Two new studies published on Thursday suggested that cave paintings and shell beads found in Spain dated 65,000 years ago were likely made by Neanderthals. The research, published in Science and Science Advances, said that these works of art were made before the modern Homo sapiens arrived in Europe, National Geographic reported.
Joao Zilhao, an archaeologist at the University of Barcelona, said that the wall paintings and perforated seashell beads and pigments found at Cueva de los Aviones in southeastern Spain are at least 115,000 years old. The beads are the oldest objects of personal ornamentation known to this day anywhere in the world.
Zilhao said it predates by 20,000 to 40,000 years anything remotely similar known from Africa. The discovery dashes the barbaric cavemen image of the Neanderthals. They appear to have had a cultural competence shared by modern humans, John Hawks, a paleoanthropologist at the University of Wisconsin-Madison, said.
When limestone quarry workers at the Neander Valley in Germany found in 1856 bones that initially appeared to belong to a deformed human, scientists then concluded that it belonged to the Homo neanderthalensis species. The association with the species was brawn, not brains.
However, since the 1950s, scientists threw away the brawny stereotypes when they found that the Neanderthals used crafted stone tools, buried their dead with care, and used medicinal plants.
There was interbreeding between modern humans and the Neanderthals, according to genetic evidence. Scientists estimated that about two percent of modern European and Asian DNA traces back to Neanderthals. Before they disappeared about 40,000 years ago, the Neanderthals lived in Europe and Asia, at about the same time that the Homo sapien migrated from Africa into Europe.
Human evolution studies
Wil Roebroeks, from the Leiden University in The Netherlands, said that the discovery of the cave art constitutes a major breakthrough in the field of human evolution studies. The use by the Neanderthals of pigments and piercings to modify shells 115,000 years ago is proof that they were quite capable of inventing the ornaments themselves, Paola Villa of the University of Colorado Museum in Boulder, said, CSMonitor reported.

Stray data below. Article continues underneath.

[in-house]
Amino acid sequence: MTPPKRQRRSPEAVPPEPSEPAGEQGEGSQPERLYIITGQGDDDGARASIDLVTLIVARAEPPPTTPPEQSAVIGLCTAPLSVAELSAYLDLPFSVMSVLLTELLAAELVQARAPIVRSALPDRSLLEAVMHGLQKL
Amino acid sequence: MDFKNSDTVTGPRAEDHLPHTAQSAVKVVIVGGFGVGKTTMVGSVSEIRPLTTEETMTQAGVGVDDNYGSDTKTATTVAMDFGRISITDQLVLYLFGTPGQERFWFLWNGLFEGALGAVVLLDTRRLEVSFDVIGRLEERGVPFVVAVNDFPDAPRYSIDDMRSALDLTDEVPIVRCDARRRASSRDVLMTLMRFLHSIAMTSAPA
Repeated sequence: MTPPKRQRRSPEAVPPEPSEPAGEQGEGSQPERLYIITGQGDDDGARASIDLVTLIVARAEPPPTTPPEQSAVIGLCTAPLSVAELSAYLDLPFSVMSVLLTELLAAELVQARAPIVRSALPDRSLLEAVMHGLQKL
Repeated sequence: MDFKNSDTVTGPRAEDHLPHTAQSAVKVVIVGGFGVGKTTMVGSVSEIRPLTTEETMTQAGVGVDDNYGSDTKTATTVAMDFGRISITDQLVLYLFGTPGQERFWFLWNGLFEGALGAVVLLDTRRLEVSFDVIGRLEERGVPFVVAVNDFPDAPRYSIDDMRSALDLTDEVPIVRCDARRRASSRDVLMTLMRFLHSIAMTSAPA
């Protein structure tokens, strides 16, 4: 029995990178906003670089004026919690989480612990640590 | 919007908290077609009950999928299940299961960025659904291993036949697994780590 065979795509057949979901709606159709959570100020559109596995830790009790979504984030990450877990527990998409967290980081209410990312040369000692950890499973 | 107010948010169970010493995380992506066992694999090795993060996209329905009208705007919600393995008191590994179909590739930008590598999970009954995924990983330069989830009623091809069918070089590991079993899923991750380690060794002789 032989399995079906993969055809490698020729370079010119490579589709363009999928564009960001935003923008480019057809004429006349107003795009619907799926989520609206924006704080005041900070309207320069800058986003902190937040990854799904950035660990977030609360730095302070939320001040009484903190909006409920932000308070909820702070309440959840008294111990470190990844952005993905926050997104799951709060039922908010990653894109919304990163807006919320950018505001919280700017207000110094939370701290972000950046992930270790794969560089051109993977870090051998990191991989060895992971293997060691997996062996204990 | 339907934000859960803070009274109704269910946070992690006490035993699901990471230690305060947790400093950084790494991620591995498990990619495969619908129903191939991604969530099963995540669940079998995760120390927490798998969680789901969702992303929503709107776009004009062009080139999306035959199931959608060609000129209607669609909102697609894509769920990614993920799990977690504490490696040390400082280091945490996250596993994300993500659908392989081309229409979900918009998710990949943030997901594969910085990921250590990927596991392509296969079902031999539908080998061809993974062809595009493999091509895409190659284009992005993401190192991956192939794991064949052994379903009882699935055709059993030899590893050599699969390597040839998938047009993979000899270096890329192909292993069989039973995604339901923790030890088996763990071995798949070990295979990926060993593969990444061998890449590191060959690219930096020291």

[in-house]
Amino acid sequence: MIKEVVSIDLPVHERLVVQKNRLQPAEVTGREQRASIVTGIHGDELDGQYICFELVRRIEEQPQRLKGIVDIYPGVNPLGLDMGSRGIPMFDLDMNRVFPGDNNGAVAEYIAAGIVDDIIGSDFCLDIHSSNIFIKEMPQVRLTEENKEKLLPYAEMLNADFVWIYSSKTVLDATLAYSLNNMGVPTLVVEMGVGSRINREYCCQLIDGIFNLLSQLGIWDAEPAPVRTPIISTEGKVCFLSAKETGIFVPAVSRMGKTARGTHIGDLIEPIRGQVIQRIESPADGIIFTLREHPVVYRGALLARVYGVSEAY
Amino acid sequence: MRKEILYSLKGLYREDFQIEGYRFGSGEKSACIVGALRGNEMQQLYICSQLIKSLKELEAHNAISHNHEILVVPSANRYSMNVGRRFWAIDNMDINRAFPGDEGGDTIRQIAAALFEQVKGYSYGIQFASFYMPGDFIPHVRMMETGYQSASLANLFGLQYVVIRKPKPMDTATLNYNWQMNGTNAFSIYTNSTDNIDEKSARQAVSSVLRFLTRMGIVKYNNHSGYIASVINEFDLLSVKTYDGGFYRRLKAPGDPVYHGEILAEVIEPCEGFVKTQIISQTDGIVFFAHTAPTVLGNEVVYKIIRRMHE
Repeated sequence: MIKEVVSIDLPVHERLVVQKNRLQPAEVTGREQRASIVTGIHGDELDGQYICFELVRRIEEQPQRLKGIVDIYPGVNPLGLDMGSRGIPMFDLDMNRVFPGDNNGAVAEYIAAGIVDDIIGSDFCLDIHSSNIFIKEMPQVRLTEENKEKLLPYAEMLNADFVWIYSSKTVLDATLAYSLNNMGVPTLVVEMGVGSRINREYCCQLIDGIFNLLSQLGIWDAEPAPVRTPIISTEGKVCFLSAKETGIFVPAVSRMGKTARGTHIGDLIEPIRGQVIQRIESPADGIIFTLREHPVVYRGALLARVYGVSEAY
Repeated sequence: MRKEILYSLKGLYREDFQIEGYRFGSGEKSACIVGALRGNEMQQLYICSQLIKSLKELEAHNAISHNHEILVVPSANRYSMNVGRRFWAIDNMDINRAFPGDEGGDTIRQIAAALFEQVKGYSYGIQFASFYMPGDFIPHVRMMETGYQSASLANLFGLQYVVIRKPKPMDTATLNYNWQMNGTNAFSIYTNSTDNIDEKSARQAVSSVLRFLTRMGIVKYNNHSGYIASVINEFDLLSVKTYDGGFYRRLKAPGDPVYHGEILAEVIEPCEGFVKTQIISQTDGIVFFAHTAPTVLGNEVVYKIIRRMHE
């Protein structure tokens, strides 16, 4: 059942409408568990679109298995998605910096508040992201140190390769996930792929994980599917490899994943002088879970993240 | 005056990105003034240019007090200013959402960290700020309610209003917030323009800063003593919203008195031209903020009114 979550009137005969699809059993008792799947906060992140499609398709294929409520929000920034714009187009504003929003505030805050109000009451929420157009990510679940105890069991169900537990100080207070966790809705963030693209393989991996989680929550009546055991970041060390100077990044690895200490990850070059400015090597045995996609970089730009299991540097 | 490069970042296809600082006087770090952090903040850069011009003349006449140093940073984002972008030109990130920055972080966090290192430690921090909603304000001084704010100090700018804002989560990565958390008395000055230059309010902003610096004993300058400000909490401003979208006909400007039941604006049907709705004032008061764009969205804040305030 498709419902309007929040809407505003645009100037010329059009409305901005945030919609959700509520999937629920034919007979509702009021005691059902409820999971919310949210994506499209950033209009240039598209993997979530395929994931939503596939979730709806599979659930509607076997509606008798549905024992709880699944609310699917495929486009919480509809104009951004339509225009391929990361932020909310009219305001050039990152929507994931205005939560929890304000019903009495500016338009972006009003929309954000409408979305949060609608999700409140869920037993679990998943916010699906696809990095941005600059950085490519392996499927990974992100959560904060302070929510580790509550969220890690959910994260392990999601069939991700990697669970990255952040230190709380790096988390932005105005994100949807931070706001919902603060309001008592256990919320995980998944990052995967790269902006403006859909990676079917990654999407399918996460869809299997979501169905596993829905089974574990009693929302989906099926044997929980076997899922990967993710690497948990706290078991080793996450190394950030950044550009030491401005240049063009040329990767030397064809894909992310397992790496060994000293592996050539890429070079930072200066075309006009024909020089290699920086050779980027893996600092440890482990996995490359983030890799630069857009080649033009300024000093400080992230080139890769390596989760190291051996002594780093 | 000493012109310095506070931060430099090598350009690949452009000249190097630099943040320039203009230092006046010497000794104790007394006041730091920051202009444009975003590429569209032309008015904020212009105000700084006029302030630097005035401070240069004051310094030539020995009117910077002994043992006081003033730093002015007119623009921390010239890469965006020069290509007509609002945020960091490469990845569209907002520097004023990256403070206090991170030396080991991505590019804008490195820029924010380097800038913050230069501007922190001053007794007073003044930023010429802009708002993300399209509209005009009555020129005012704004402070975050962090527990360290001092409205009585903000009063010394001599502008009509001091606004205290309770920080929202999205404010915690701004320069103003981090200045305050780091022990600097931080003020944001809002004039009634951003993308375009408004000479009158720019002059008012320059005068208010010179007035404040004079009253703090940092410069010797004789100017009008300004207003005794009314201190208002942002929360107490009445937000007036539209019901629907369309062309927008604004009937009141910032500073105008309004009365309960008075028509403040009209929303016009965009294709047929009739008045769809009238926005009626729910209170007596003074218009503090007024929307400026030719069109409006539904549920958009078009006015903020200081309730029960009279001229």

According to a team of European researchers who concentrated on the painted artwork in three caves in northern, southern, and west central Spain, they removed small bits of rocky crust which formed on the artwork surfaces and analyzed it in a laboratory.
Dirk Hoffman, from the Max Planck Institute for Evolutionary Anthropology in Leipzig, Germany, said that the artwork is rudimentary and symbolic. Some were a collection of lines that appear like a ladder. While others had red dots and disks on rock formations that look like curtains. There was also a stenciled outline of a hand which was made by spewing pigment over a hand held against the wall.
To make that hand stencil, a number of steps were involved, the authors said. First, the pigment was prepared. Since the hand stencils were apparently placed with care instead of randomly, these were meaningful symbols.
Age of shells
In the second study, the researchers tried to find the age of the shells which were colored and punctured in another cave in southeast Spain. Past research dated it to 45,000 to 50,000 years ago, making it too young to rule out a link to Homo sapiens. But the new analysis indicated the shells were around 115,000 years old.
It would then be 20,000 to 40,000 years older than comparable artifacts in Africa or western Asia which are attributed to Homo sapiens. Because the researchers did not know what the shells symbolized, Zilhao said it could indicate membership in a group like a clan.
Since the finding shows that the Neanderthals shared symbolic thinking with Homo sapiens, it suggested that the two human species were indistinguishable when it came to overall mental ability. Because of the identical knack for the art of the two species, the researchers are now asking if the Neanderthals were really a distinct species or an isolated European subgroup of modern humans.
Zilhao concluded that the Neanderthals were cognitively indistinguishable from the Homo sapiens, making the Neanderthal versus sapiens dichotomy invalid. He stressed, "Neanderthals were Homo sapiens too.
Doubts from some experts
But some experts find it difficult to accept the findings. One such expert is Harold Dibble, an archaeologist at the University of Pennsylvania. He wondered in the shell color and holes could have been natural occurrences. He sought for another laboratory to confirm the dating in the cave art.
For the findings to be more convincing, Margaret Conkey, an emerita professor at the University of California, Berkeley, said that future work should focus on explicitly connecting the dating and images with the presence of Neanderthals. She asked if a date alone equal a Neanderthal presence. She said researchers must meet the usual archaeological challenge which is to confirm with multiple lines of converging evidence.
[researchpaper 리서치페이퍼=Vittorio Hernandez 기자]